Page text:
Originally written on Midwest Sports Fans  |  Last updated 5/16/13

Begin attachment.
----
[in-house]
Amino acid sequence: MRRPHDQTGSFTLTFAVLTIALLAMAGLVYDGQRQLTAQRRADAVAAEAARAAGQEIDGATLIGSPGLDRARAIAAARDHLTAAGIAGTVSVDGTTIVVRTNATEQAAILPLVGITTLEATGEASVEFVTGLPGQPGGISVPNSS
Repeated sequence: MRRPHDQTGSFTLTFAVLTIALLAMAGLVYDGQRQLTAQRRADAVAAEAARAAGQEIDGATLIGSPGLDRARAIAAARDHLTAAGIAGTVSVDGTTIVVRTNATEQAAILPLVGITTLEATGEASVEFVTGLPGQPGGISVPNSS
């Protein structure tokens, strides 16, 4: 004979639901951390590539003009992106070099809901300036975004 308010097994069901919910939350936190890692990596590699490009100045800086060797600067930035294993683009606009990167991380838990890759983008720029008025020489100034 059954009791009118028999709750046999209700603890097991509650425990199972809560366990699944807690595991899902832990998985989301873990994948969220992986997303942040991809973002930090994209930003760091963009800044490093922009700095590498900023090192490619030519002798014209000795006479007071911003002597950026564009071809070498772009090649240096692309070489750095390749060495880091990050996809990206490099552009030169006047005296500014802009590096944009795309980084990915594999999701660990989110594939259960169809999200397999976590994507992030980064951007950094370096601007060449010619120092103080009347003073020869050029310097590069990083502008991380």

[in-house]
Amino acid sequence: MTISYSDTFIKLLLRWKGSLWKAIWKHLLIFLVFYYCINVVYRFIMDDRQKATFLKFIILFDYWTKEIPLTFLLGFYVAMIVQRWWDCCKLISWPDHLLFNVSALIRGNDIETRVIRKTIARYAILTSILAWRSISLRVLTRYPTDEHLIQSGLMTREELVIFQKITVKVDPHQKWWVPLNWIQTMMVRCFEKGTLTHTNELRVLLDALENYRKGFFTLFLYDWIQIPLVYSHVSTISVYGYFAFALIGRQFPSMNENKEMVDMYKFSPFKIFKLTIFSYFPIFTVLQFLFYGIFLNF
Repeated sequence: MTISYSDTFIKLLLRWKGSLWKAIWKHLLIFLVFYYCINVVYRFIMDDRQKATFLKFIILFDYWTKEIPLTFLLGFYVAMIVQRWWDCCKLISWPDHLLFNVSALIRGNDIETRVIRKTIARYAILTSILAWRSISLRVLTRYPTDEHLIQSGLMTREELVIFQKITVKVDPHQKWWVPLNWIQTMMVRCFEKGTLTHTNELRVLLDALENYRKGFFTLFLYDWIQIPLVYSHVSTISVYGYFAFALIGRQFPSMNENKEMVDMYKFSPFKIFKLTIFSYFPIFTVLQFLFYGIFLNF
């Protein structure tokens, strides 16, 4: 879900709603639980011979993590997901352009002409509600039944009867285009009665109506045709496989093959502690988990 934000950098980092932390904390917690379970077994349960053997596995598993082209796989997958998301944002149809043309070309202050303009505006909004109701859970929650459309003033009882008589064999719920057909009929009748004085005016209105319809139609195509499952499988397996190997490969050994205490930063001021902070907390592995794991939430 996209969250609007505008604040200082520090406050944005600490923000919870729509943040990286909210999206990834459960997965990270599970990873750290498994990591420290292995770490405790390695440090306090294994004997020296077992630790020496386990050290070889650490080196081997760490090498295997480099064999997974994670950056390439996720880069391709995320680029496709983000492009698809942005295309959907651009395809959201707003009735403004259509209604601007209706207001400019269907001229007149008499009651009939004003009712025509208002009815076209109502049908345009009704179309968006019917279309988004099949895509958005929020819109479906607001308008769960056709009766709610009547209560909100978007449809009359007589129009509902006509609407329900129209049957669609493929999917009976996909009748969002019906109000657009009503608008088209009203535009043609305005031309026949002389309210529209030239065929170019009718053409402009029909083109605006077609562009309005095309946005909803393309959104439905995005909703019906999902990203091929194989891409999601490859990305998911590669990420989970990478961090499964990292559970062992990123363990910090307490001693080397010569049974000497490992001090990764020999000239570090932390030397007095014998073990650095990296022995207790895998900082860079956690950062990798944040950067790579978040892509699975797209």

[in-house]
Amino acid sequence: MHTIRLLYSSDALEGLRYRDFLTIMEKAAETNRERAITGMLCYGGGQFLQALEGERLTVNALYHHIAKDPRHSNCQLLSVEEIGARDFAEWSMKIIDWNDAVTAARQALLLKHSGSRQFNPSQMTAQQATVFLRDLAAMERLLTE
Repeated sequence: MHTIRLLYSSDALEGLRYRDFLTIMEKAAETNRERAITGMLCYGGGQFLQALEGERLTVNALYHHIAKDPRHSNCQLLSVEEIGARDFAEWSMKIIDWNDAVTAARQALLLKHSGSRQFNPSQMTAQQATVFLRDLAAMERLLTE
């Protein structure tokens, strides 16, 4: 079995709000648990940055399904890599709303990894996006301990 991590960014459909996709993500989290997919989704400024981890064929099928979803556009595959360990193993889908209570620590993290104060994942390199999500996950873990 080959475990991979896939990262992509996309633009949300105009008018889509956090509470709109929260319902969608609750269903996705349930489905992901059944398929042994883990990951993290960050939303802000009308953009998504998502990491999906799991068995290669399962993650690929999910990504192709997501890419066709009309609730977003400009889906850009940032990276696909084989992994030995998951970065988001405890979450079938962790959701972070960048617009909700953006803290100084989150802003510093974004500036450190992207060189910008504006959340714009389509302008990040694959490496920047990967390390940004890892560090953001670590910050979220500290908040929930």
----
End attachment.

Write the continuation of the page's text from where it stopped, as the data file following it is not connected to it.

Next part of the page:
If you were to poll Wisconsin race fans on their personal favorite driver all-time, I would bet the first name many would mention is Dick Trickle. My neck of the woods (in Wisconsin) has certainly made its contribution to stock car racing over the years. Locally here in Milwaukee, Alan Kulwicki probably remains the most iconic driver 20-plus years after his final race. Kulwicki won the 1992 NASCAR championship in dramatic fashion in the final race of the season – an event that also marked the final race in the career of Richard Petty and the first in the career of Jeff Gordon. Less than six months after being crowned Cup Champion, Kulwicki would lose his life on April Fools’ Day 1993 when his plane went down in icy conditions attempting to land in Bristol, Tennessee. Matt Kenseth has taken his place as the most successful racing product from the state, rising from the short-track ranks to become a 27-time winner at the Cup level, along with the 2003 season championship. So far in 2013, Kenseth is having his most successful season yet, winning three of the first 11 events of the campaign. Despite that, Trickle remains a huge fan-favorite in Wisconsin. Trickle, a long-time cult favorite, passed away Thursday at age 71 of an apparent self-inflicted gunshot wound at a cemetery 40 miles outside of Charlotte, North Carolina. The details are chilling. Trickle was said to have phoned a local command center informing them that there would be a body at the site, and that it would be his. Authorities attempted to call him back, then rushed to the cemetery only to discover that Trickle had already passed. His body found near his pickup truck. As far as competing at stock car’s top level, Trickle was a late-bloomer. But long before arriving as a regular in NASCAR he was already a legend in the world of driving every conceivable local short-track on a Saturday night. As an eight year-old, Trickle was involved in a serious accident at home that left him with a broken hip that took three years to recover from and left him with a slight limp for life. While recuperating, he attended a race at a local track and was immediately hooked. He was set on eventually becoming a driver himself. There were obstacles however. For starters, his parents were on welfare, and racing, even at the local levels, was a profession where prohibitive start-up expenses must be absorbed for a would-be racer even dream of making it. But by the time he was 17, Trickle was out on the track. He was even kicked out of his local venue after his age was discovered. When finally able to race legally, Trickle regularly contended but did not have the equipment needed to win. By slowly making deals with others in the business, that eventually changed. During the 1960s Trickle became one of the top drivers in the region. Trickle, Kulwicki, Mark Martin and Rusty Wallace, those were just a few of the names I remember who regularly raced in the USAC regional events during the 1970s and into the 1980s at the Milwaukee Mile and other venues. Actual stats are very tough to find, but Trickle was estimated to have raced in more than 2,000 events, ending up in the Winner’s Circle as many as 1,000 times. In 1970 Trickle made the field for an event in NASCAR’s top series for the first time. From that point until 1988, he appeared in 18 races in what would eventually become known as the Winston Cup Series. In 1989 Trickle got his big break – a full-season ride with Milwaukee native Jimmy Fennig as his crew chief. Fennig would later sit on top of the war wagon for the likes of Mark Martin and Kurt Busch. Trickle would finish that season 15th in points (it would be his best season) and won NASCAR Rookie of the Year. He was a grandfather at age 48. Trickle would remain a regular in the Cup Series for most of the 1990s. He never won a race at the Cup level, but his final finishing position was sure to be mentioned by Dan Patrick and Keith Olbermann on ESPN’s SportsCenter that night. It would go something like this each Sunday night: “Jeff Gordon won the Pocono 500, Dale Earnhardt was second, Sterling Marlin third, and Dick Trickle finished 27th…” In 303 career Cup races Trickle placed in the top-10 51 times, with 15 top-five finishes and one pole position. I remember Trickle actually leading an event once during green-flag conditions at Michigan in 1995. Besides the SportsCenter notoriety, Trickle also became legendary for lighting up during races. He often cut hole in his face-shield and inserting the cigarette like an astronaut downing a Pillsbury space stick. Trickle came to an agreement with NASCAR to be allowed to have his own personal smoking lamp lit during caution periods. After finally hanging up the NASCAR fire suit for good in the early 2000s, Trickle remained active in the racing community, participating in a bobsled project involving Geoff Bodine and other drivers, and making occasional Wisconsin racing appearances in recent years. The photo at right shows Trickle at Slinger Speedway in 2012. There was also tragedy in Trickle’s life. Nephew Chris Trickle was a promising racer based out west before being shot in the head in a drive-by in February of 1997 in a case that to this day remains cold. Chris Trickle remained in a coma for most of the 409 days that followed before succumbing in March of 1998, just weeks after being wheeled in during a public appearance at a fundraiser. For a brief period in the fall of 1997 Chris was said to have briefly regained consciousness, and reportedly drank coffee, spoke to family members and asked to relay a message to his girlfriend. He soon lapsed back into the coma, the family’s medical insurance ran out, and his condition proved fatal. It is hard to say what role that prolonged anguish may have played in Dick Trickle’s apparent decision to take his own life. Another report late Thursday had Trickle suffering from an illness or depression. Personally, I think it is pointless to even speculate on a cause at this point. I’d much rather remember Dick Trickle for a what he will always remain, one of the most colorful characters in the history of stock car racing. There are only a select few drivers that take the green flag at the top level on a given weekend, and for a generation Trickle was one of what would be considered the quarterbacks on the field involving 43 race teams each week. And on the short-track level that remains the heart and soul of the sport, Trickle will always remain a legend. Expect Trickle to be properly and fondly remembered during NASCAR’s All-Star activities this Saturday in Charlotte. The post Dick Trickle, one of NASCAR’S most colorful personalities, dead at 71 appeared first on Midwest Sports Fans.